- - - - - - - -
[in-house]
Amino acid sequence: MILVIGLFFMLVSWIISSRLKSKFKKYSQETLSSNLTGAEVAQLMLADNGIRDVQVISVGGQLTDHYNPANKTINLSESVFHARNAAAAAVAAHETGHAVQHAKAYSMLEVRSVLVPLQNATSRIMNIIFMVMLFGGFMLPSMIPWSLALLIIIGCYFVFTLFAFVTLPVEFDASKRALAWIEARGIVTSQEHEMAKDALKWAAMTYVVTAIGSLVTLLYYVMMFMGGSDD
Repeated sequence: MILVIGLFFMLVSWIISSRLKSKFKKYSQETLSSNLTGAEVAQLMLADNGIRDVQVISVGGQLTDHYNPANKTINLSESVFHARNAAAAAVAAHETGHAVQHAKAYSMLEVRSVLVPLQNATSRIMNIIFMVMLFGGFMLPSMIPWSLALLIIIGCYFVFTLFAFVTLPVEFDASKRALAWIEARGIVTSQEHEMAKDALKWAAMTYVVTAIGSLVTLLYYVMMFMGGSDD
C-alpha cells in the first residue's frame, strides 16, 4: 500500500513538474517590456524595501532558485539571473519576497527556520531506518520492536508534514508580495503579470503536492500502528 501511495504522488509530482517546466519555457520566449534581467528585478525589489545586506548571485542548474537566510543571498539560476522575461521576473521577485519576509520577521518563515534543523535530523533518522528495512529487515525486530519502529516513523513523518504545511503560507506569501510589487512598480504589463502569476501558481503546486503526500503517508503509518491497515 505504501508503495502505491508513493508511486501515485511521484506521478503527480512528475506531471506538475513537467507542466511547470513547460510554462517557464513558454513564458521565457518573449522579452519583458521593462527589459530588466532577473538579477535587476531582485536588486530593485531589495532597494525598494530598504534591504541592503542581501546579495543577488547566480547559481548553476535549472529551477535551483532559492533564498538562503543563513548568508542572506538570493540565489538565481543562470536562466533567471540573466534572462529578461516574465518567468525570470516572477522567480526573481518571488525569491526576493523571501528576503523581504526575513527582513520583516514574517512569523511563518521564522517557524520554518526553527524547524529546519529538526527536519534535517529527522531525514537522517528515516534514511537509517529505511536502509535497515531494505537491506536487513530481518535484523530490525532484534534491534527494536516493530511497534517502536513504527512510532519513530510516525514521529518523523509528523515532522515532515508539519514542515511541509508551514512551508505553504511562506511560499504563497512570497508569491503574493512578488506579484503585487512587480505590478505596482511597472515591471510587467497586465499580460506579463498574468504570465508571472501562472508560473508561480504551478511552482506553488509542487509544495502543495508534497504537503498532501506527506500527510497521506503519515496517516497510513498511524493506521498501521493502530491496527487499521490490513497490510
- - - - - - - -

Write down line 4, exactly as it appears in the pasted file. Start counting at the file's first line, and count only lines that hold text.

C-alpha cells in the first residue's frame, strides 16, 4: 500500500513538474517590456524595501532558485539571473519576497527556520531506518520492536508534514508580495503579470503536492500502528 501511495504522488509530482517546466519555457520566449534581467528585478525589489545586506548571485542548474537566510543571498539560476522575461521576473521577485519576509520577521518563515534543523535530523533518522528495512529487515525486530519502529516513523513523518504545511503560507506569501510589487512598480504589463502569476501558481503546486503526500503517508503509518491497515 505504501508503495502505491508513493508511486501515485511521484506521478503527480512528475506531471506538475513537467507542466511547470513547460510554462517557464513558454513564458521565457518573449522579452519583458521593462527589459530588466532577473538579477535587476531582485536588486530593485531589495532597494525598494530598504534591504541592503542581501546579495543577488547566480547559481548553476535549472529551477535551483532559492533564498538562503543563513548568508542572506538570493540565489538565481543562470536562466533567471540573466534572462529578461516574465518567468525570470516572477522567480526573481518571488525569491526576493523571501528576503523581504526575513527582513520583516514574517512569523511563518521564522517557524520554518526553527524547524529546519529538526527536519534535517529527522531525514537522517528515516534514511537509517529505511536502509535497515531494505537491506536487513530481518535484523530490525532484534534491534527494536516493530511497534517502536513504527512510532519513530510516525514521529518523523509528523515532522515532515508539519514542515511541509508551514512551508505553504511562506511560499504563497512570497508569491503574493512578488506579484503585487512587480505590478505596482511597472515591471510587467497586465499580460506579463498574468504570465508571472501562472508560473508561480504551478511552482506553488509542487509544495502543495508534497504537503498532501506527506500527510497521506503519515496517516497510513498511524493506521498501521493502530491496527487499521490490513497490510